"A sombre, severe and polemical figure," de Sacy was professor at the Ecole spéciale des langues orientales vivantes, founded in Paris in 1795, though he had, Irwin writes, "no time for living languages....and no interest in visiting foreign parts." A scholar and a linguist, de Sacy had "strong views on Arabic prose. He disapproved of the disordered imagination and sloppy colloquialisms of The Thousand and One Nights. He also had a poor opinion of [the mediaeval writer] al-Hariri's Maqamat... he had much in common with the mediaeval Arab grammarians and lexicographers whom he studied with so much enthusiasm." In addition to "his researches based on Arabic texts, de Sacy also published on the pre-Islamic antiquities of Persia, Persian grammar, the writings attributed to the Persian poet al-Attar, the decipherment of Egyptian hieroglyphics and a history of the kings of Mauritania."
De Sacy, it turns out, was a prototype for many later orientalists, allying meticulous scholarship with a studious avoidance of contemporary affairs. While this meant that of all their academic colleagues they most resembled classicists, the orientalists that Irwin goes on to consider were not without research programmes or large-scale historical and cultural views of their own, and it was these, rather than the mediaeval character of the materials they studied, that has done most to arouse controversy.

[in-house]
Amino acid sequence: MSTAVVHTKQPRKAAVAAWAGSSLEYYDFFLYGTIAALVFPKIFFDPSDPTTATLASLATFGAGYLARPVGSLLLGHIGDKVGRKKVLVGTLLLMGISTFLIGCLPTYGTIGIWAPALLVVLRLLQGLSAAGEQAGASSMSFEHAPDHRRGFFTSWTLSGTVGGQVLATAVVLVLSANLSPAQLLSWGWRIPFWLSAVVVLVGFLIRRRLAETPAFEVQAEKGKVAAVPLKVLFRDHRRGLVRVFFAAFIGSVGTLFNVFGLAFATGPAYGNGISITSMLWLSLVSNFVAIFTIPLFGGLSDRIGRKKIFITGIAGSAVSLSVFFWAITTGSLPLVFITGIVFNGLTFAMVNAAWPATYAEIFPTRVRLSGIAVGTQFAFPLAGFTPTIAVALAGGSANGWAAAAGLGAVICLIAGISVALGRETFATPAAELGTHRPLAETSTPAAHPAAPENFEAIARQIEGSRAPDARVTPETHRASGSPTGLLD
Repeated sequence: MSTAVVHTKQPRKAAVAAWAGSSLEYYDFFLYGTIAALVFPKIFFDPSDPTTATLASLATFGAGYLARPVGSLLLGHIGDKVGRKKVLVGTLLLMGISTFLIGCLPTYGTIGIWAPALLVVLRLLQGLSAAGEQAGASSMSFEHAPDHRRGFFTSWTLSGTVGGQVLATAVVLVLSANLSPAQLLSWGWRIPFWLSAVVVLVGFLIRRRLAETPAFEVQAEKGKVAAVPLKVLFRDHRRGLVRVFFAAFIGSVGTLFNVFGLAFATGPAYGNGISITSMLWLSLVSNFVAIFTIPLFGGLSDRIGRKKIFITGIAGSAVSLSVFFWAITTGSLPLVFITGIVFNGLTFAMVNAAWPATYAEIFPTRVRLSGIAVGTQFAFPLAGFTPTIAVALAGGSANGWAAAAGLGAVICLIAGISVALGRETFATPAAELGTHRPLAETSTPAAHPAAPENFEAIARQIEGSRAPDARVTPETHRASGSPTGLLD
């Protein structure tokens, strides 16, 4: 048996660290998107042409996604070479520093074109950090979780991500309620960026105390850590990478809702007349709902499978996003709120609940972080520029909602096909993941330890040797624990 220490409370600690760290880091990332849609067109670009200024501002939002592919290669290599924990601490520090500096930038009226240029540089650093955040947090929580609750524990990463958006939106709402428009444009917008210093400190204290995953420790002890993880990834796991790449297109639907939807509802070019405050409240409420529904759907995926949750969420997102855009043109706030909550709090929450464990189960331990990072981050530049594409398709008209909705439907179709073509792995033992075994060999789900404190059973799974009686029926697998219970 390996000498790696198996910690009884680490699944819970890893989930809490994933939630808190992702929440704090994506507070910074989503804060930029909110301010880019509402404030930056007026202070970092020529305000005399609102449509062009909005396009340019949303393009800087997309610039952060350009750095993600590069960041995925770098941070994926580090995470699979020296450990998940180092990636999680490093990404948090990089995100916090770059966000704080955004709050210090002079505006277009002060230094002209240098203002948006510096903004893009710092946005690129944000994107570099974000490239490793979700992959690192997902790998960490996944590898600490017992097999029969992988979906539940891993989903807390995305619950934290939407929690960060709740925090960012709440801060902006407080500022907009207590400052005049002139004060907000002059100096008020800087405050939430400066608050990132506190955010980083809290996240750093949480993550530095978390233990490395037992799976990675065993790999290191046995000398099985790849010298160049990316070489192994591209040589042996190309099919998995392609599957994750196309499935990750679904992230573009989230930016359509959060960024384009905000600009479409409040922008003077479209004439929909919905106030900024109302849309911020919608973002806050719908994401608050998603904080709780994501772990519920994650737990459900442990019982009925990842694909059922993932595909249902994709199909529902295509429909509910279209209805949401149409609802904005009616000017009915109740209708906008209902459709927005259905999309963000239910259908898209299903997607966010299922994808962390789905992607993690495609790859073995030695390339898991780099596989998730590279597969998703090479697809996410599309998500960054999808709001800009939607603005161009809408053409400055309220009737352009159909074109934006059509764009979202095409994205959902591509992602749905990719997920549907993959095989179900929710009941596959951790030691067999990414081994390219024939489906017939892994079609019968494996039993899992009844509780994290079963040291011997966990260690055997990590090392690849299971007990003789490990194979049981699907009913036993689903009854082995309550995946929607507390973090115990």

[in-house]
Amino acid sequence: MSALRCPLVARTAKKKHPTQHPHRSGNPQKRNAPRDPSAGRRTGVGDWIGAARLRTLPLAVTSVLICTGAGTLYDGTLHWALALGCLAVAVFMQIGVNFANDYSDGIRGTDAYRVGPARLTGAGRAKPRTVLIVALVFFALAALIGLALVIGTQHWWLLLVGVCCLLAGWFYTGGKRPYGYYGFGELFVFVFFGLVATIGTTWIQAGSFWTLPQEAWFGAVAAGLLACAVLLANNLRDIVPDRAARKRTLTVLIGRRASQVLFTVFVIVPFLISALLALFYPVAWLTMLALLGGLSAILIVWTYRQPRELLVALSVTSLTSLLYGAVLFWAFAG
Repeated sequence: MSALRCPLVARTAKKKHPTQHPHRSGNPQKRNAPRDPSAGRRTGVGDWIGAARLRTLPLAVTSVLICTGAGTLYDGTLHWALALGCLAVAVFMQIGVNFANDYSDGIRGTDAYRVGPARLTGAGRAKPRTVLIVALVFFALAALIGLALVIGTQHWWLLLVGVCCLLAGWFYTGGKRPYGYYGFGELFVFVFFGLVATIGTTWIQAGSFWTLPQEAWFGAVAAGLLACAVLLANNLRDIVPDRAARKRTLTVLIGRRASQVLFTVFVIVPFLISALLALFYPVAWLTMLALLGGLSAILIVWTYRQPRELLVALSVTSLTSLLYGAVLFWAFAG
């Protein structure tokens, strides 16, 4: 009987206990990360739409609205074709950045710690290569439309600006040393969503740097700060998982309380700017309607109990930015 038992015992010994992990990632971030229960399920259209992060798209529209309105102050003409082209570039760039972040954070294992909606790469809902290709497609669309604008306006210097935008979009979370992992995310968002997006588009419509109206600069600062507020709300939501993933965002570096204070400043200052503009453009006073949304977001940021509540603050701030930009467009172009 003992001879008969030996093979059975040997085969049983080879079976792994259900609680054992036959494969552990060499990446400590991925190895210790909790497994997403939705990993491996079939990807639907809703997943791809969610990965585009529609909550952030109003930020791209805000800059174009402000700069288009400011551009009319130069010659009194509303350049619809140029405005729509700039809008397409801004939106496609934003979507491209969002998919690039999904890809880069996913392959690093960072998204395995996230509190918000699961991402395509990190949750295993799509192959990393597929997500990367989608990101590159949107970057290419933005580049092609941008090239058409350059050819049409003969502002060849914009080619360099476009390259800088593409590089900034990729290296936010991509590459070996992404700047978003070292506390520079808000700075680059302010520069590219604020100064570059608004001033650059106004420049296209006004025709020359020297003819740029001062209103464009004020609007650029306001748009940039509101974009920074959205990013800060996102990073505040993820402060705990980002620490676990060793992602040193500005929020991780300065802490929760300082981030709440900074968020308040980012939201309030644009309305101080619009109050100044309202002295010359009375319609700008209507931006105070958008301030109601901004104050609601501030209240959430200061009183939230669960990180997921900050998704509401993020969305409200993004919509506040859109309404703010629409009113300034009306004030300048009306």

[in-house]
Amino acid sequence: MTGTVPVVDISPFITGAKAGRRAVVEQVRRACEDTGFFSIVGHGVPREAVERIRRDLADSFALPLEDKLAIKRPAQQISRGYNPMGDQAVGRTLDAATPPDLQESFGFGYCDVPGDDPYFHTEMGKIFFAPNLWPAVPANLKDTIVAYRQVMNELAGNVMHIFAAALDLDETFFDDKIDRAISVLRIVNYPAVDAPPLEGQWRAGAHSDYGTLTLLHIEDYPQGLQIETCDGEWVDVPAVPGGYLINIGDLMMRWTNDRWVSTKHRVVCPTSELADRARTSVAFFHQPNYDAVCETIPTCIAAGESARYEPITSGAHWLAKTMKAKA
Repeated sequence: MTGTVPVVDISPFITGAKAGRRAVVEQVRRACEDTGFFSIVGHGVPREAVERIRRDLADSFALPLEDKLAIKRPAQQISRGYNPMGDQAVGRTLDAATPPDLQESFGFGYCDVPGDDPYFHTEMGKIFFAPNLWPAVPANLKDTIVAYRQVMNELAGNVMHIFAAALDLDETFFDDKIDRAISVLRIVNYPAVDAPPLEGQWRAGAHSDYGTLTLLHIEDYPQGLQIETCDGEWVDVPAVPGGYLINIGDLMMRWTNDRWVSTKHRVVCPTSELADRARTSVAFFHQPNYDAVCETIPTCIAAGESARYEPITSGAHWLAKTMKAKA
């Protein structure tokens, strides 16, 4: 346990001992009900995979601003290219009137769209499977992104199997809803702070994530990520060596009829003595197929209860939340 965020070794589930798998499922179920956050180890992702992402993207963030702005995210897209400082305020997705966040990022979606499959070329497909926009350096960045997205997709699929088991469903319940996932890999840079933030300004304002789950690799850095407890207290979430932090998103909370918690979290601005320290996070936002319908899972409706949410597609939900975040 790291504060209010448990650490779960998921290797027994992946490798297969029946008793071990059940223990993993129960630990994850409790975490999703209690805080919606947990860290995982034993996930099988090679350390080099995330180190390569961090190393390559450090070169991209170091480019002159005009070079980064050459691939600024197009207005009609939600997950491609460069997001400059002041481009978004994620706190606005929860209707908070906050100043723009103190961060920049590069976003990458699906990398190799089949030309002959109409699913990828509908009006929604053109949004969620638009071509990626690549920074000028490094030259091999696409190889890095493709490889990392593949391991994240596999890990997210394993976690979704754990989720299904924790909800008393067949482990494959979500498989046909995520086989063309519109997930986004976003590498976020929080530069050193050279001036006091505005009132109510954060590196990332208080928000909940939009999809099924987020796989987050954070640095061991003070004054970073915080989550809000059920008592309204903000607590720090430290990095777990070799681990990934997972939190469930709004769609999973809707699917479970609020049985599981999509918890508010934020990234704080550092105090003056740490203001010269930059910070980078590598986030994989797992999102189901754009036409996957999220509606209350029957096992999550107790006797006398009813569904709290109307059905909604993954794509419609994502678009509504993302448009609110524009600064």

Nineteenth-century German orientalists, such as Eichhorn and Wolf, for example, began to examine the Qur'an from the point of view of the textual criticism that had first been applied to the study of the Bible, with controversial results, and Ranke, though not himself primarily an orientalist, apparently adopted his larger historical views from the Hegelian atmosphere of the time, supposing that Islamic culture, having fulfilled its world-historical role in the Middle Ages, had now served its historical function. "World history for Ranke and for many who came after him," writes Irwin, was "the story of the triumph of the West."
It is this kind of attitude that Edward Said drew attention to, and Irwin does not deny that "two of Said's orientalist archvillains," the Frenchmen Ernest Renan and Count Joseph-Arthur de Gobineau, did indeed propagate views of this sort. However, he argues that neither Renan nor de Gobineau can bear the weight sometimes put upon them, neither being much more than "stylish journalist[s] and general pundit[s]" with little knowledge either of Arabic or of Arab societies.
In any case, Irwin writes, these men's work should not be allowed to represent that of serious scholars or to stand in for serious scholarship. De Gobineau's "work on the decipherment of cuneiform was actually nonsense, the speculative work of a crank...His work in the field of ancient languages had the sort of importance for Oriental studies that attempts to patent perpetual motion machines has had for the history of science." Serious students of the orient, such as the Hungarian Ignaz Goldziher, whom Irwin considers to have been the "greatest of the orientalists," cannot, he says, be lumped together with writers like Renan and de Gobineau, as if they were part of the same enterprise or held similar views.